Hundreds of people packed into a bar in Sturgis, South Dakota on Saturday night to hear a ZZ Top tribute band play, as fear continue about the huge annual motorcycle rally contributing to the spread of coronavirus.
An estimated 250,000 people have flocked to the city of 7,000 people this weekend for the start of the 10-day festival.
A total of 12 crashes were reported on Saturday, according to data released on Sunday and published in the Argus Leader, with most suffering non-life-threatening serious injuries.
One 64-year-old male driver, who was not wearing a helmet, was thrown from his Harley Davidson on Saturday and suffered life-threatening injuries.
Dr Jonathan Reiner, a Washington DC-based cardiologist, warned on Saturday on CNN that the event has the potential to be a ‘super spreader’ event, with the majority of people opting not to wear a face mask.
Coronavirus cases in the United States surpassed 5 million on Saturday.
South Dakota has more than 9,000 cases confirmed, and 146 deaths.
The tribute band, ZZ3, took the stage at the Full Throttle Saloon and filled the room with Texas blues-rock.
Willie Nelson and Lynyrd Skynyrd were also scheduled to perform at the event, but canceled because of the pandemic.
The rally is expected to become one of the largest public gatherings since the pandemic began.
The attendance is expect to be roughly half the number of previous years, but local residents — and a few bikers — worry that the crowds could create perfect conditions for the spread of COVID-19.
Many who rode their bikes into Sturgis on Friday expressed defiance at the rules and restrictions that have marked life in many locales during the pandemic.
People rode from across the country to a state that offered a reprieve from coronavirus restrictions, as South Dakota has no special limits on indoor crowds, no mask mandates and a governor who is eager to welcome visitors and the money they bring.
‘Screw COVID,’ read the design on one T-shirt being hawked. ‘I went to Sturgis.’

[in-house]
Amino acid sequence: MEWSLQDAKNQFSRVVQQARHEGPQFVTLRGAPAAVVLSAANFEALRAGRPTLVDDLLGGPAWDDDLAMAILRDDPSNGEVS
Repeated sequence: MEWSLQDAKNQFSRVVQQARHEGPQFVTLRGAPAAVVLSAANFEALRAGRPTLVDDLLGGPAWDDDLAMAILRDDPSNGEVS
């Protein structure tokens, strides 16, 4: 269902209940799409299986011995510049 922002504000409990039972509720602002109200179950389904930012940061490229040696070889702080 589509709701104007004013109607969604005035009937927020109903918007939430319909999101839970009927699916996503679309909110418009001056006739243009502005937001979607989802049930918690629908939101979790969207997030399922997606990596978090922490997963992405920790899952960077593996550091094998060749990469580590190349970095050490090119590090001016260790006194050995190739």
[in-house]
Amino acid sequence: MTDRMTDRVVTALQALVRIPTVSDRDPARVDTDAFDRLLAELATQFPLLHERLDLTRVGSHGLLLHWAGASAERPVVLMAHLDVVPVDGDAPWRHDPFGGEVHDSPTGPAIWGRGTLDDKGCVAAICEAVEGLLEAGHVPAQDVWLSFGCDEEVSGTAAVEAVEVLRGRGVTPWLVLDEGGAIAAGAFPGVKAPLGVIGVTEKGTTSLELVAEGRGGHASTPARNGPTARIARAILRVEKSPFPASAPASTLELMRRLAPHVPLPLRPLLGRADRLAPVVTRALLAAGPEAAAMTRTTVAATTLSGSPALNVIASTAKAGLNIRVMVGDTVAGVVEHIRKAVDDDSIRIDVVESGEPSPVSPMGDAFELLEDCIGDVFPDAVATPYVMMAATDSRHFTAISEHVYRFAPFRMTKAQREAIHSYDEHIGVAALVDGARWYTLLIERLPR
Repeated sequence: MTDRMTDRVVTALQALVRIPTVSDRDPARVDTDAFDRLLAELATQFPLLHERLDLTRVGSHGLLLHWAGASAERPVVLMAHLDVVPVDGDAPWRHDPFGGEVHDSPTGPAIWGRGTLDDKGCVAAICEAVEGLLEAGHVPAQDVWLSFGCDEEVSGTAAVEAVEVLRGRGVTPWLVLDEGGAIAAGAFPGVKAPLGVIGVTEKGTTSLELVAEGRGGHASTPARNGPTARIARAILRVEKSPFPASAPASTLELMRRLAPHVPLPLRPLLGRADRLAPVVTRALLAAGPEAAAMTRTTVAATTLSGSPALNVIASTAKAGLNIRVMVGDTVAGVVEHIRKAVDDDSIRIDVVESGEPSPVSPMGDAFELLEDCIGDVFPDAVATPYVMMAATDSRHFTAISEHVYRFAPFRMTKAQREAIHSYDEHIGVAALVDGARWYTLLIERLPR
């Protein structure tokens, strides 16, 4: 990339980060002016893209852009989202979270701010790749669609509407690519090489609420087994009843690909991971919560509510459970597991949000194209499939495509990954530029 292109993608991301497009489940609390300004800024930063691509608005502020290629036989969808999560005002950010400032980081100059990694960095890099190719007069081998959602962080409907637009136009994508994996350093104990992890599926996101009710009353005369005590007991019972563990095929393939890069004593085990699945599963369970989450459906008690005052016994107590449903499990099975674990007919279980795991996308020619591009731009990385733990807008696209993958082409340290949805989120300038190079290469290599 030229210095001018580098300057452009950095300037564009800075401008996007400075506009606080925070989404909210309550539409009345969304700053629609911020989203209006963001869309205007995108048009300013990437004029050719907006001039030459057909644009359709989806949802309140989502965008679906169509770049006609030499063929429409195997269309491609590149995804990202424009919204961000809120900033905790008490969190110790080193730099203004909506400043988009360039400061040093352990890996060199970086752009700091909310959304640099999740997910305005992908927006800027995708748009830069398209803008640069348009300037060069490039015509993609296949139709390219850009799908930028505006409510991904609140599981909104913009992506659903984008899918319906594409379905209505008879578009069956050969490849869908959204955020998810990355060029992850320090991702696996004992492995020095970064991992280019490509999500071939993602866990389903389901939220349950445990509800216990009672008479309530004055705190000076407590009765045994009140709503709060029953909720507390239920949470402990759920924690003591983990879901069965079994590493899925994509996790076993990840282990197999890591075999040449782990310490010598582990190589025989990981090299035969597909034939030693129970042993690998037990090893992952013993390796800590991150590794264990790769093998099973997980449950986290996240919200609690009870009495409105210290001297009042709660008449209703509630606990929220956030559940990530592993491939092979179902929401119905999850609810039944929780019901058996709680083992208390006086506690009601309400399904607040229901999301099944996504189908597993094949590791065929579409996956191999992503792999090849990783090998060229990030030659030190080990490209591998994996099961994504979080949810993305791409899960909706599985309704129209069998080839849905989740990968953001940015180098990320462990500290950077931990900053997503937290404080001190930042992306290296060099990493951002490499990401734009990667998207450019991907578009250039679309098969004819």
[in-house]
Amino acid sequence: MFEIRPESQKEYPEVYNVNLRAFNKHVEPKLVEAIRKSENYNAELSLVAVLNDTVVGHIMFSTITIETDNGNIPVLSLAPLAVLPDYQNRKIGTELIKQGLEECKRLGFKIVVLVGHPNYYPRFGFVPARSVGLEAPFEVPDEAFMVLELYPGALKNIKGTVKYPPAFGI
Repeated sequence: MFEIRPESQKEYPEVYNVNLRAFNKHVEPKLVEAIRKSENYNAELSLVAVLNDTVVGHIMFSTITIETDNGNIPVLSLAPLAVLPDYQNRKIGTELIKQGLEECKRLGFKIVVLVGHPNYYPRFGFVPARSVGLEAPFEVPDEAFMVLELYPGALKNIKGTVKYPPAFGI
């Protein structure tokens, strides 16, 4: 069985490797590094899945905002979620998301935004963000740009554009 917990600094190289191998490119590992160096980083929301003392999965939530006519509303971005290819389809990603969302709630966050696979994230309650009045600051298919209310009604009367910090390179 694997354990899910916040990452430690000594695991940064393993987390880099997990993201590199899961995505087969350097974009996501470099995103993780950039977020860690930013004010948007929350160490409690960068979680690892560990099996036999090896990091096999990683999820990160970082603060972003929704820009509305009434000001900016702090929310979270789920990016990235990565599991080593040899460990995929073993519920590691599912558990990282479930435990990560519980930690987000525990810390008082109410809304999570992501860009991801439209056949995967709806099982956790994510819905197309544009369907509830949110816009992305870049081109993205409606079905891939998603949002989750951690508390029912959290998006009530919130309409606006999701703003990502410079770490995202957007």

Bikers rumbled past hundreds of tents filled with motorcycle gear, T-shirts and food.
Harley Davidson motorcycles were everywhere but masks were almost nowhere to be seen, with an Associated Press reporter counting fewer than 10 in a crowd of thousands over a period of several hours.
Daily virus cases have been trending upward in South Dakota, but the seven-day average is still only around 84, with fewer than two deaths per day.
The rally attracted crowds of retirees and people in age ranges considered to be at higher risk from the coronavirus. But for many who see the rally as an annual pilgrimage, the camaraderie and atmosphere could not be missed.
Marsha Schmid, who owns the Side Hack Saloon in Sturgis, was trying to keep her bar and restaurant from becoming a virus hot spot by spacing out indoor tables and offering plenty of hand sanitizer.
She also scaled back the number of bands hired for the rally, hoping the crowds would stay thin but still spend the cash that keeps her business viable for the rest of the year.
She pointed out that many of her employees depend on the rally and the tips they can make.
‘You’ve got people coming from all over the world,’ she said.
‘I just hope they are being responsible and if they don’t feel good, they stay away.’
On Sunday the South Dakota department of public safety said 58 people had been arrested on misdemeanor and felony drug arrests, 17 of them felonies.
At this time last year, 54 people had been arrested, with 23 of them being felony arrests.
Twenty-six people have been arrested for driving under the influence this year, as opposed to 22 this time last year.
While there have not been any fatal crashes so far during the rally, there have been 12 injury crashes so far, which is slightly more than this time last year. There have also been six non-injury crashes.
‘I fell in love with the rally. I love the sound of the bikes,’ said Bill Sudkamp, who was making his 20th consecutive rally appearance.
He and his wife, who declined to give their ages but said they were at elevated risk for COVID-19, were among the handful of people seen wearing masks in downtown Sturgis.
They were also planning to avoid bars.
Sudkamp told AP he felt it was inevitable that infections would spread in the packed bars and concert venues.
‘It looked like South Dakota was plateauing mostly,’ Sudkamp said.
‘It will be interesting to see what it looks like in two weeks.’